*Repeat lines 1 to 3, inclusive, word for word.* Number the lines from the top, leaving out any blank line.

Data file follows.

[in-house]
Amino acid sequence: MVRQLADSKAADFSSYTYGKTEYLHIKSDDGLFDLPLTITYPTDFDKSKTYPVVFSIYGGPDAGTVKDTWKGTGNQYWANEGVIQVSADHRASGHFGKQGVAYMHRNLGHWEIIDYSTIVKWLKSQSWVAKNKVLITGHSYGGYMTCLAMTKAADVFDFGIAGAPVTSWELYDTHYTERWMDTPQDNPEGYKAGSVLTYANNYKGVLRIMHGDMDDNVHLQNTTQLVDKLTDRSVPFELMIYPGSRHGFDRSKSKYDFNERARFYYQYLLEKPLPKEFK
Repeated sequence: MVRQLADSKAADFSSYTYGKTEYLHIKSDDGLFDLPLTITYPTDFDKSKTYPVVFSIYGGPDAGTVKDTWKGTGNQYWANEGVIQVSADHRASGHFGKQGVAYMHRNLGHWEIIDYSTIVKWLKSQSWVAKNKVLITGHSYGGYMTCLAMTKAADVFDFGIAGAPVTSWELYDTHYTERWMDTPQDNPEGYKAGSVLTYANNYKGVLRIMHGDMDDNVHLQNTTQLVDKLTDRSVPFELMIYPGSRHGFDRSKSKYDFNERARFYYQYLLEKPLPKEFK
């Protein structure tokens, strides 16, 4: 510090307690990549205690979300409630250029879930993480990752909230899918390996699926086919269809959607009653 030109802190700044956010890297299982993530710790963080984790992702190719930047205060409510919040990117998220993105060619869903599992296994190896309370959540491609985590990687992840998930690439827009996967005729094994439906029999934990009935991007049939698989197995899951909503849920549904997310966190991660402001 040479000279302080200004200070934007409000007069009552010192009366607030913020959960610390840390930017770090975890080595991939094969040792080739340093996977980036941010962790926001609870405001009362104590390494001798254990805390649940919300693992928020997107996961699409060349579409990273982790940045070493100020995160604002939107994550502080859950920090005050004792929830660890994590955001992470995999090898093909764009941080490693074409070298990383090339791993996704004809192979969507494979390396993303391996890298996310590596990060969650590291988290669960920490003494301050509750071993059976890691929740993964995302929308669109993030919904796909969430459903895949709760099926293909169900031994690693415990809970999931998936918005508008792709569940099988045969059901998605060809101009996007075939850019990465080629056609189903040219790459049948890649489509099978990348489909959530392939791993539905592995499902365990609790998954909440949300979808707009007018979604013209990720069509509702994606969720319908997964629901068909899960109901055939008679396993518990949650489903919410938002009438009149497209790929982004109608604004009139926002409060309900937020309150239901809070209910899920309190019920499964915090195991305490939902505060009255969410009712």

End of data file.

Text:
[in-house]
Amino acid sequence: MVRQLADSKAADFSSYTYGKTEYLHIKSDDGLFDLPLTITYPTDFDKSKTYPVVFSIYGGPDAGTVKDTWKGTGNQYWANEGVIQVSADHRASGHFGKQGVAYMHRNLGHWEIIDYSTIVKWLKSQSWVAKNKVLITGHSYGGYMTCLAMTKAADVFDFGIAGAPVTSWELYDTHYTERWMDTPQDNPEGYKAGSVLTYANNYKGVLRIMHGDMDDNVHLQNTTQLVDKLTDRSVPFELMIYPGSRHGFDRSKSKYDFNERARFYYQYLLEKPLPKEFK
Repeated sequence: MVRQLADSKAADFSSYTYGKTEYLHIKSDDGLFDLPLTITYPTDFDKSKTYPVVFSIYGGPDAGTVKDTWKGTGNQYWANEGVIQVSADHRASGHFGKQGVAYMHRNLGHWEIIDYSTIVKWLKSQSWVAKNKVLITGHSYGGYMTCLAMTKAADVFDFGIAGAPVTSWELYDTHYTERWMDTPQDNPEGYKAGSVLTYANNYKGVLRIMHGDMDDNVHLQNTTQLVDKLTDRSVPFELMIYPGSRHGFDRSKSKYDFNERARFYYQYLLEKPLPKEFK